- Aid stations are every 5k, and as with most European marathons they offered bottles of water, fruit slices (orange and banana) and nuts. Later in the race they also provided bottles of Powerade – however I would check the race info ahead of time to confirm the exact sponsor and therefore the exact drinks/gels on offer. This year, it was Gu gels.
- This race was extremely spectator-friendly, and the course map lists the best metro stops for various points along the route. The best spots are where the course doubles back on itself – this year, it was at km 4/10, km 18/22, and km 26/31. My boyfriend managed to spot me about 5 or 6 times, which is a new record! There were also minimal barriers on the course, and spectators could cross the road at lots of points, which made things easier.
- The roads in Barcelona are wide, straight, and long. This means that you need to zig-zag a bit to reach the aid stations, so I would inch towards the side of the road shortly before you reach them to avoid hindering runners around you. As with other races, they’re located slightly after the 5k markers, so don’t expect to see them straight away. Having said that, they were well stocked and not too crowded! 🙂
- As the roads are quite wide and straight, there isn’t a whole lot of shade on the course – almost none in the second half, especially on the stretch along the coast. Make sure you wear plenty of suncream, and hydrate well if it’s warm. They did have a sprinkler set up around km 30/31, which was looovely!
- Get ready for high fives! The crowds in Barcelona are magic, and will shout, whoop and cheer you round the entire way. There are also tons of drummers and singers and dancers. Make the most of it, and have fun!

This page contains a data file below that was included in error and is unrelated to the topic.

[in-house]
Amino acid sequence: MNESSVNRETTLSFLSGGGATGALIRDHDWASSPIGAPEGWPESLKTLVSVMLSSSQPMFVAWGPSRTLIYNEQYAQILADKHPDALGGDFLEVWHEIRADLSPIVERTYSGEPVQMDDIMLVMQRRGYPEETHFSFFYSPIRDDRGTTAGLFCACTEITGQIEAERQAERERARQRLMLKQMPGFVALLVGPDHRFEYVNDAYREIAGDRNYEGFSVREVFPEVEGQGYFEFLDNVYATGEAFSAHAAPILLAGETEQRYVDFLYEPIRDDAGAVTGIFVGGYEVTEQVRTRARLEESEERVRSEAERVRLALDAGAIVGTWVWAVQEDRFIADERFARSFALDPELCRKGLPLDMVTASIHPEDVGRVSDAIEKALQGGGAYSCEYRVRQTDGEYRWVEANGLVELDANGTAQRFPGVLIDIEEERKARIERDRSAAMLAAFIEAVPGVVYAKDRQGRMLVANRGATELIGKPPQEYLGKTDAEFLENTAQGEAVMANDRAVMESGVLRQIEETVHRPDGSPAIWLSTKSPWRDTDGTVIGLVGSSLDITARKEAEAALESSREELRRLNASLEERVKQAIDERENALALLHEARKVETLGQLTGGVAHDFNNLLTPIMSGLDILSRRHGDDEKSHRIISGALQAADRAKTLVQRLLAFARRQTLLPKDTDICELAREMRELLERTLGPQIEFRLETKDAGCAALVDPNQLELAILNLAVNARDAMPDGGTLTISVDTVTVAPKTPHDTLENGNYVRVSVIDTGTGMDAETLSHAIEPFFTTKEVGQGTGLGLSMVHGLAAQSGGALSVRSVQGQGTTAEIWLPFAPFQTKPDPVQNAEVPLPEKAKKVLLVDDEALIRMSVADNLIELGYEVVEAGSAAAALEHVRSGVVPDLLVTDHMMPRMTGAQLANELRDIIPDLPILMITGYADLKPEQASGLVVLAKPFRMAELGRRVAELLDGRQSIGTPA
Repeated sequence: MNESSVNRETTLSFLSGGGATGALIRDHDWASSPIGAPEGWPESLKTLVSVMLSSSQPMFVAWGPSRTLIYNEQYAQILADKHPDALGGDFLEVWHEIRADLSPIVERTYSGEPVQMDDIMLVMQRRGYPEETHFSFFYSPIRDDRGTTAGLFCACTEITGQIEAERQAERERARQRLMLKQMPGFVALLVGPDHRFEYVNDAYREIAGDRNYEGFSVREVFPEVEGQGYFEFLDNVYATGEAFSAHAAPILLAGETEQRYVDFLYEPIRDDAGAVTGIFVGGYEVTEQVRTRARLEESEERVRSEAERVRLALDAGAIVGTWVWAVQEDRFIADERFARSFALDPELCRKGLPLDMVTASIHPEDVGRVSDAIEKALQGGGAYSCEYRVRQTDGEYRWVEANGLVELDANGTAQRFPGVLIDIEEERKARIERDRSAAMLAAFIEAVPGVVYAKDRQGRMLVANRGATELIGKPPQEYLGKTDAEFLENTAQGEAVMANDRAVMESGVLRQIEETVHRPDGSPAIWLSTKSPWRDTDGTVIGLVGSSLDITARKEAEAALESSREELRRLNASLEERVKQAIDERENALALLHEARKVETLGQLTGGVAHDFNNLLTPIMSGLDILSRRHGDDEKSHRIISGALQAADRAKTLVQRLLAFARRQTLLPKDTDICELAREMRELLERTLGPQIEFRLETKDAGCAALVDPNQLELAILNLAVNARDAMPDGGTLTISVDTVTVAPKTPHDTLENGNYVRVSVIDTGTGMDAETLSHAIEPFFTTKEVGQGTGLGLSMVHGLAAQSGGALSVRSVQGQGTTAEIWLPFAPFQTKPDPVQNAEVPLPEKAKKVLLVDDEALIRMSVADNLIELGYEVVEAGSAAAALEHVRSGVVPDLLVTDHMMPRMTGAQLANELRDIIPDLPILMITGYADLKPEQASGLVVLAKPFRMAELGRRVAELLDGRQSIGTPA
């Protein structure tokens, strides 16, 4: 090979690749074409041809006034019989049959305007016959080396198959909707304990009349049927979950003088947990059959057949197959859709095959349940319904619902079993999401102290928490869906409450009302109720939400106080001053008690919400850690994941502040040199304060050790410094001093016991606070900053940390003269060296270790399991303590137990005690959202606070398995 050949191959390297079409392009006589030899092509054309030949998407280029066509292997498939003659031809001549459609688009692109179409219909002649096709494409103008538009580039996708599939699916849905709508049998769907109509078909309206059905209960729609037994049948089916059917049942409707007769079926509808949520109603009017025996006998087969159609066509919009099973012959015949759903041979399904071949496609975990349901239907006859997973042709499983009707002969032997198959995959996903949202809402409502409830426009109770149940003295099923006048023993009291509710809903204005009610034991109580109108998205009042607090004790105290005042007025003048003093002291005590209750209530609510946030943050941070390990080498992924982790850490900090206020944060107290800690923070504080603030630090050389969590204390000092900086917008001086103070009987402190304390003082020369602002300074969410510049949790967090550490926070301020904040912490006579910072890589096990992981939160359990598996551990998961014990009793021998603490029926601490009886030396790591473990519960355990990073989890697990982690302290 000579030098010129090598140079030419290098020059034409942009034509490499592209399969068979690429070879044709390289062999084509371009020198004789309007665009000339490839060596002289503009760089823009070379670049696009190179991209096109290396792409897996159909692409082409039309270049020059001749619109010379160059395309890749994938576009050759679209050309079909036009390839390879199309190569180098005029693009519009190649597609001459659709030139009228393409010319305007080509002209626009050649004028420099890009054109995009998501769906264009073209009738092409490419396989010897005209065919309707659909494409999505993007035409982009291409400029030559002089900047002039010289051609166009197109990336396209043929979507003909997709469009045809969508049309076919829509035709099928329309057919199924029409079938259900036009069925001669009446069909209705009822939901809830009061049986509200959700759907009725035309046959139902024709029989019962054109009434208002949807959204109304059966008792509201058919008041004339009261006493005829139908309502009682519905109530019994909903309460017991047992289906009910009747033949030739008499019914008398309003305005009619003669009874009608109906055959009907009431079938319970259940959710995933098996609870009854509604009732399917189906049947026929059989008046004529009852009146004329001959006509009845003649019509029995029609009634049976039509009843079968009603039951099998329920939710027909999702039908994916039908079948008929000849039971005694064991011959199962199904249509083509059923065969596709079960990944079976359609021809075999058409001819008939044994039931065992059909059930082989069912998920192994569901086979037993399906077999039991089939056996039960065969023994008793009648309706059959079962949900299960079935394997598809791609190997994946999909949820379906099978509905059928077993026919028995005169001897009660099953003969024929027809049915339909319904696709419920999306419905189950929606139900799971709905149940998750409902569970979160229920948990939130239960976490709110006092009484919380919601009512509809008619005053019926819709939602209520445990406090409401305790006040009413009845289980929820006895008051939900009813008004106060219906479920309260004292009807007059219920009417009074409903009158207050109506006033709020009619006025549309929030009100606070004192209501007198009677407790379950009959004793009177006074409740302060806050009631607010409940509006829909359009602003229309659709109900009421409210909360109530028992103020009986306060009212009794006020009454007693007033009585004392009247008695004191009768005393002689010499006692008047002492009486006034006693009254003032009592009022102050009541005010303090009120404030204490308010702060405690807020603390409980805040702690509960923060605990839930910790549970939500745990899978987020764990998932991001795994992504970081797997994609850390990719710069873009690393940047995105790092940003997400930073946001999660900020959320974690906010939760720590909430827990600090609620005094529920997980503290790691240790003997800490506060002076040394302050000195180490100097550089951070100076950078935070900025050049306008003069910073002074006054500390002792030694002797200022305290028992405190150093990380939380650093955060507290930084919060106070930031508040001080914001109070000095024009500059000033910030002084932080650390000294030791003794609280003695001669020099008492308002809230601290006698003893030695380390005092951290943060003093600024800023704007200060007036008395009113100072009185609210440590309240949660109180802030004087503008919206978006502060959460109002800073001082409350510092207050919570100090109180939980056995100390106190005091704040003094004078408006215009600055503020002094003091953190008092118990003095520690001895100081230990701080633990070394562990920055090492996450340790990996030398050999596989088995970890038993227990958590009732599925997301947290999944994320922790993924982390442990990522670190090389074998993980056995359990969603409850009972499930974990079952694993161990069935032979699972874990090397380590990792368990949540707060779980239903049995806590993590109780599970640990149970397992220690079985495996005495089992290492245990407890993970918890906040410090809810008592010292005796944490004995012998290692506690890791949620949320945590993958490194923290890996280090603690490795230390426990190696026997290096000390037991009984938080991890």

– The Finish
The finish area is the same as the start, so it’s nice and simple to find your way around. After the finish line they give you water/Powerade, your medal, and then you’re funnelled back into the bag drop tent. I had my bits and was off towards the meeting point in less than 10 minutes!
The designated meeting area is back on the Plaça d’Espanya, which is a nice wide open space and right next to the metro! I wouldn’t meet your friends and family any closer to the finish area, as the space around the bag drop tent gets pretty crowded.
– Refuelling, Barcelona-Style
The food market on La Rambla was my happy place. Dozens of fresh fruit juices for a euro each, take-away fruit salads, sweets, meat, olives… The selection was endless!
For a post-marathon meal in Barcelona, it has to be paella, paella, paella! And Tapas. Most restaurants in Barcelona offer a fairly standard menu, at a reasonable cost. We headed down to Barceloneta, which is on the same line as Plaça d’Espanya (so it’s easy to get to). There are tons of little food places towards the beach, which offer set menus of tapas, paella and sangria – all the good stuff!
Alternatively, there are plenty of places to eat near La Rambla. You’re pretty spoilt for choice! But I highly recommend that you make the most of the huge variety of tapas on offer, and try the seafood paella – it’s delish! Plus, sangria. No brainer, right? 😉
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Are you running Barcelona next year? Is there anything else you’d like to know, that I might have missed? Add a comment below, come find me on Twitter, or ping me an email at firstname.lastname@example.org 🙂